Of course, with the exceptionally long lead times on aircraft, these delivery figures reflect decisions made two years ago or more, coinciding with the beginning of the end of national lockdowns.
What’s interesting, however, is that gross orders of wide-body planes are up by 200%, indicating that airlines have confidence in passenger appetite for long-haul trips in the next few years. On this trend, British Airways also recently announced that four Airbus A380s will re-join its fleet, as it launches its biggest schedule since March 2020.
Despite positivity up and down the aerospace supply chain, businesses will be keeping a close eye on the economic outlook and consumer spending, in the hope that recessionary pressures do not result in a marked decrease in international travel over the next 12 months.
While a recession would of course not be positive, data gathered from our recent consumer markets outlook showed that, following long lockdowns, travel is one of the last categories of discretionary spend that respondents would look to cut back on. While 40% planned to spend less on eating or drinking out, only 10% intended to reduce spend on long stay holidays, and 14% on weekends away. This is indicative of the appetite for international travel and the willingness to prioritise it ahead of other discretionary spend, which is encouraging for the sector.
Zero-emission commercial flights coming soon
Meanwhile, spurred on by the announcement of a £113m investment through the Aerospace Technology Institute (ATI) Programme, announced by the Business and Transport Secretaries in February, aircraft developers are firmly focused on innovation, taking leaps towards zero-emission goals. In January of this year, ZeroAvia flew the largest aircraft in the world (19 seats) to be powered by a hydrogen-electric engine.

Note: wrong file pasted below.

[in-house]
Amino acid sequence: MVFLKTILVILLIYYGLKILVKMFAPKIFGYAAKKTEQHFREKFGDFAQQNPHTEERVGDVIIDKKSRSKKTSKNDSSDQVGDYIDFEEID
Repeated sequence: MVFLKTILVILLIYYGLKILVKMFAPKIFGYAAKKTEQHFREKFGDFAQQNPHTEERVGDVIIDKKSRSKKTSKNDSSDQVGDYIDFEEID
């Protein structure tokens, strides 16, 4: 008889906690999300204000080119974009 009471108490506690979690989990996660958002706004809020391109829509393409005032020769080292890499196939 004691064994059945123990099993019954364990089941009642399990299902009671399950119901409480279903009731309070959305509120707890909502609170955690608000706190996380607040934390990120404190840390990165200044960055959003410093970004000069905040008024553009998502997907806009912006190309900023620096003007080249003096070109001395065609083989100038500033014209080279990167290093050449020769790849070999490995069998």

Zero-emission commercial flying would be a game-changer for the aerospace industry, and advancements like ZeroAvia’s, as well as Rolls-Royce’s recent steps forward with its UltraFan cutting-edge jet engine technology, show that the industry is moving in the right direction. But is it going fast enough?
Environmental pressures are not going away, and consumers more and more expect and consider greener options. Primes in the sector are also increasingly expecting their suppliers to communicate action plans and progress through transparent reporting on emissions, resource consumption, environmental impact, waste and recycling (driven by increasing analysis and disclosure requirements in part by financial regulators and investors). All of this was discussed at a recent industry event run in partnership between ADS Group, Rolls Royce and RSM.
It will be interesting to see the split of aircraft orders announced at the air show. Presumably, this will continue to follow the focus on the most fuel-efficient long-haul aircraft options. But perhaps more intriguing will be how much more we see of the emerging clean technology options.
Call for renewed industrial strategy
Sadly, it’s not all rosy, with one key risk for the aerospace industry being regulatory alignment following the Brexit agreements made in December 2020, and the UK’s consequential leaving of the European Aviation Safety Agency (ESAE).
As a result, UK aviation licenses are no longer recognised in the EU. European maintenance firms also require a separate approval to work for UK-registered airlines. ADS Group has raised concerns around these new rules – saying that failure to secure membership to the ESAE as part of Brexit negotiations has hampered aviation’s recovery following the pandemic. In addition, the UK is also yet to reach an agreement allowing its scientists to re-join Horizon Europe, the €95bn research and innovation programme. Given the pace of change currently taking place within the industry, it is even more important that the UK works closely with the EU. Meanwhile, Make UK, has called for the development of a long-term modern industrial strategy that takes into consideration not only the need to accelerate the transition to net zero and other technological changes, but also a plan that considers the skills, infrastructure, finance and innovative business environment the UK requires. Without this strategy, British businesses risk losing out to other companies around the world.